25 Days of the British Gas Strike

A striking British Gas engineer writes for Tribune about the fight against 'fire and rehire,' how the company has tried to squeeze its workers on the picket line – and why solidarity was the best form of defence.

Two weeks ago, British Gas did the very thing they said they would never do throughout this current dispute– they approached our union, the GMB, willing to re-enter negotiations. They made this offer on the basis that we temporarily suspend our strike action for the weekend ahead, forecast to be the coldest in 10 years.

The GMB put it to a vote: if Yes won out, they would listen to what the company had to say. Before a single vote was cast, though, an email from an area manager was leaked, proclaiming that the strike had been called off for the entire weekend. They were looking, apparently, for overtime to cover the projected busy period.

In the end, workers chose to lift one day of strike action to hear the company out. If they acted in good faith, the union would lift the remaining three days. So we returned to work while meetings were held under the auspices of ACAS, brought in to try mediate between the company and the union. Talks continued and the four days of strike action were called off.

Mixed emotions were in the air that week. There was relief that the strike appeared to be succeeding, and the company had been forced around the table. Contrary to what the media might tell you, no worker wants to go out on strike – it’s a tough time for us and our families. Any hope that there might be progress that would allow us to return without our terms and conditions being destroyed is greeted with enthusiasm.

But there was also a lot of anxiety. We returned to work initially unsure about whether or not the strike would be recommencing. The GMB made clear that if the company wasted our time during the talks, they would simply add another four strike days to the calendar to make up for it. Our position all along has been that if the threat of ‘fire and rehire’ was removed, the strike would be called off. Though talks progressed, the nuclear option remained.

The biggest change the company wants to force through is to take our average working week from 37 hours to 40 hours without any extra pay. In the original offer, workers that stated their intention to sign the new contract by Christmas were given a one-off payment of £2,000 – a sum which wouldn’t cover 9 months of extra hours, let alone the rest of your career. It was, effectively, a bung.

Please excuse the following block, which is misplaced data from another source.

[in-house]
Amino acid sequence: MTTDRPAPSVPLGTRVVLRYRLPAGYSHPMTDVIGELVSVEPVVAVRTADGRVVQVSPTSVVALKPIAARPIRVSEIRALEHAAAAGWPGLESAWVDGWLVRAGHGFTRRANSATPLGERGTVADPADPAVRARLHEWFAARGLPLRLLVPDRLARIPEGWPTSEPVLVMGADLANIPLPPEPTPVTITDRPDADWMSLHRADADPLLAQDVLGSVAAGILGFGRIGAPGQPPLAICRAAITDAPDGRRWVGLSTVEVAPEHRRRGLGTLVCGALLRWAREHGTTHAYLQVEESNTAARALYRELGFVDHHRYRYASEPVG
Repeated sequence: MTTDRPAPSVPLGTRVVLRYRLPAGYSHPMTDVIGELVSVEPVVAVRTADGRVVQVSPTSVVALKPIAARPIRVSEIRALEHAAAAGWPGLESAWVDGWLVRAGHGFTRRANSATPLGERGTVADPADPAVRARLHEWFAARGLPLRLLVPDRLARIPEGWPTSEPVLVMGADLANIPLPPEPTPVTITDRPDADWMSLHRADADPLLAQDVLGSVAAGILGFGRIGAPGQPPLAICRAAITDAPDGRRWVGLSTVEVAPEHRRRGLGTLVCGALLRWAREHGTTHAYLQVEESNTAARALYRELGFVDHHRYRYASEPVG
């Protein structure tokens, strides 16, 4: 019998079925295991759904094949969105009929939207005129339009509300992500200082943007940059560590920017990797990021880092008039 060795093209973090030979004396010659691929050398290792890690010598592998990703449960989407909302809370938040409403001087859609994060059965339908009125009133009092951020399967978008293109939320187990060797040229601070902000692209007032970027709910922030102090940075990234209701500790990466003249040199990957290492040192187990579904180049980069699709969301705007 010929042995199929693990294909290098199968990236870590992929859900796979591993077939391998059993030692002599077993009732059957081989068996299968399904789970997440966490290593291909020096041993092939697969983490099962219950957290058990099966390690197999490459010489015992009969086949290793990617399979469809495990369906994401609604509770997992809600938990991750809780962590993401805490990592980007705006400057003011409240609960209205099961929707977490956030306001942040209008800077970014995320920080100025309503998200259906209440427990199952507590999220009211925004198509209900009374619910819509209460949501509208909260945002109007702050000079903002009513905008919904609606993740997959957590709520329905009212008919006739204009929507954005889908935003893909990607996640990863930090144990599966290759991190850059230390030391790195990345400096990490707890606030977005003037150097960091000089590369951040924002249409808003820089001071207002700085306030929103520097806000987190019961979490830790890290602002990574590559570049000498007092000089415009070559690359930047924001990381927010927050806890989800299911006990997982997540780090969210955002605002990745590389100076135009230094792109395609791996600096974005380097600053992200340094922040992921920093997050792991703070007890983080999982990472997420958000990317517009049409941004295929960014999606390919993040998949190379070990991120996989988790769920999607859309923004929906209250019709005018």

Many engineers signed the intention, feeling that they were ‘hedging their bets’ as they hadn’t technically signed the new contract – they would still be allowed to strike, and would have something of a cushion to soften the blow of the industrial action. The bung was paid on the proviso of signing the contract by 5 February.

But contrary to the company’s expectations, many of those who stated their intention to sign the new contract by Christmas became emboldened by the solidarity of the strike action, and chose to run down the deadline without signing. As a consequence, those engineers were hit badly in their February pay. On top of the days lost through strike action, the company deducted £2,000 from their wages.

Typically, a month’s payroll in British Gas is paid in the middle of the month and includes overtime accrued from the first few days. But in February the company announced that industrial action taken up to the 8th would be deducted from that month’s pay, instead of March’s paypacket.

This put the company in a curious position of deducting strike pay for those taking action on 8 February, but not paying overtime for those who chose to work that day providing emergency cover. Incredibly, some engineers even went into negative pay.

Many of us felt this was a new low – an attempt to hit the morale of engineers who had already suffered eight months of sleepless nights over the threat of fire and rehire. The bitterness felt by workers who have given years of their life to this company can’t be overestimated.

After more than a week of negotiations we were finally briefed on what the company was proposing. Unfortunately, it amounts to the same deal as before with a bit of window dressing.

In the service and repair department, British Gas say they will now pay an additional £2,540 next year to make up for the extra hours. But from that point on, we are on our own.

The only way we can make up the loss in wages by 2023 is to earn it through a mechanism called CTAP – an untested and poorly-defined (even by the company’s admission) bonus scheme. It isn’t even ready to be implemented by the time our new contracts begin on 1 April.

British Gas were willing to state that they recognise ‘fire and rehire’ has had a detrimental impact on the mental health of its workforce, and made the promise that it will never be used again – but this is an empty gesture while it remains an active threat in the current dispute.

Our union has taken a neutral stance on the new proposal. The decision was taken because British Gas claim that we were cajoled by them into voting against the initial deal – without pressure from imaginary union bully boys, management apparently can’t see why 86 percent of us could conclude that a bad deal, under threat of dismissal, is a bad deal. The revised offer is currently going to a vote.

The importance of this dispute goes way beyond just our workforce in British Gas. If a profit-making multinational corporation can pull off ‘fire and rehire’ and downgrade its workforce’s conditions under the guise of pandemic hardship, then there’s no stopping other companies from following suit.

Given the economic uncertainty today, the thought of corporations being allowed to ride roughshod over workers’ rights should be a concern to us all. For now, our strike continues – Friday to Monday every week in March. Your support is much appreciated.